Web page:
Penbutolol is a nonselective beta-adrenergic receptor blocker (beta-blocker) used for the therapy of hypertension. Penbutolol has yet to be convincingly associated with clinically apparent liver injury.


Penbutolol (pen bue' toe lol) is a nonselective beta-blocker, acting on both beta-1 and beta-2 adrenergic receptors. Beta-1 adrenergic blockade reduces the heart rate and myocardial contractility by slowing the AV conduction and suppressing automaticity. Beta-2 blockade affects peripheral vascular resistance and can cause bronchospasm and hypoglycemia. Penbutolol also has mild sympatheticomimetic activity acting as a partial beta-adrenergic receptor agonist. Penbutolol is indicated for the management of hypertension and was approved for use in the United States in 1987. Penbutolol is available in tablets of 20 mg under the trade name Levatol. The typical initial oral dose of penbutolol in adults is 20 mg once daily, with subsequent dose modification based upon clinical response and tolerance, the average total daily maintenance dose being 20 to 60 mg. Common side effects of penbutolol include bradycardia, hypotension, fatigue, dizziness, depression, memory loss, impotence, cold limbs and, less commonly, severe hypotension, heart failure and bronchospasm. Sudden withdrawal can trigger rebound hypertension. Beta-blockers are contraindicated in patients with asthma, bradycardia and heart failure and should be used cautiously in the elderly and in patients with diabetes.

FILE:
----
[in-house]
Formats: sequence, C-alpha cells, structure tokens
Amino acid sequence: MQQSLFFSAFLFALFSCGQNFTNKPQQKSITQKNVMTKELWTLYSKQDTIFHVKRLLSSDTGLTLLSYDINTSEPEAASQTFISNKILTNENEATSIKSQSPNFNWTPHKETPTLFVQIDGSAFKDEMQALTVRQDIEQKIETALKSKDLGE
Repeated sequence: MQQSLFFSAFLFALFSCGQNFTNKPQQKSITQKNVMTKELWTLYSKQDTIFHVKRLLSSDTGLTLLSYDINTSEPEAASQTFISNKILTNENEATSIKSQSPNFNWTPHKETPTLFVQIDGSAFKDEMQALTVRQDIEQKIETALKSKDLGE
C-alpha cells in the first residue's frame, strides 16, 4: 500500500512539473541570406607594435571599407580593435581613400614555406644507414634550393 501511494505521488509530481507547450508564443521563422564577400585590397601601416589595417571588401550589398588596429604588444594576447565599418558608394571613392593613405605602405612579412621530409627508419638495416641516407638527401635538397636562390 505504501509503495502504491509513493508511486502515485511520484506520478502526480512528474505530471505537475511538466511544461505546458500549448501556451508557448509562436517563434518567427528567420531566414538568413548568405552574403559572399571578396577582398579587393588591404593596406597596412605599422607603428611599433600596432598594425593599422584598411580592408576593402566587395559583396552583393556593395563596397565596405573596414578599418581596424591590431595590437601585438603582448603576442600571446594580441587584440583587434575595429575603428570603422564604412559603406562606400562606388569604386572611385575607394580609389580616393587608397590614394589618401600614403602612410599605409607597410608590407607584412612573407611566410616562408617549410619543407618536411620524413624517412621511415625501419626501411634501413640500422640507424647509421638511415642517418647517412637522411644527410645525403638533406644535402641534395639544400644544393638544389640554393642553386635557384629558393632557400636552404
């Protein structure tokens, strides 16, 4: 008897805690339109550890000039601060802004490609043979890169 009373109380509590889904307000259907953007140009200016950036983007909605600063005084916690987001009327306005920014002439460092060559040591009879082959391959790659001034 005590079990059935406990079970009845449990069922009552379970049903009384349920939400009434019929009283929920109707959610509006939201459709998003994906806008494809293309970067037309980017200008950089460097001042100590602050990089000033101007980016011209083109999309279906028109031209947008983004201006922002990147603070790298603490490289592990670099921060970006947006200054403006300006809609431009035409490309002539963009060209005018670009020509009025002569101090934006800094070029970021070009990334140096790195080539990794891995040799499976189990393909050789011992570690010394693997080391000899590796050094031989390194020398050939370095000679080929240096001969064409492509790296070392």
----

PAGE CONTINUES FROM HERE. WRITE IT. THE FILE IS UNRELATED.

Mild-to-moderate elevations in serum aminotransferase levels occur in less than 2% of patients on penbutolol and are usually transient and asymptomatic, resolving even with continuation of therapy. Despite its wide spread use, penbutolol has not been convincingly linked to instances of clinically apparent liver injury. Other beta-blockers have been linked to rare instances of acute liver injury with a latency to onset of 4 to 24 weeks, a hepatocellular pattern of serum enzyme elevations and a rather mild, self-limiting course without evidence of hypersensitivity or autoimmune reactions.

Likelihood score: E (unlikely cause of clinically apparent liver injury).

Mechanism of Injury

Penbutolol undergoes extensive metabolism by the liver and is excreted in the urine as inactive metabolites. The reason why penbutolol rarely causes liver injury is unknown; other beta-blockers with similar chemical structures have been linked to cases of clinically apparent, idiosyncratic liver injury.

References to the safety and potential hepatotoxicity of penbutolol are provided in the overview on Beta-Adrenergic Receptor Antagonists, last updated in June 2019.

Drug Class: Beta-Adrenergic Receptor Antagonists



Penbutolol – Levatol®


Beta-Adrenergic Receptor Antagonists


Product labeling at DailyMed, National Library of Medicine, NIH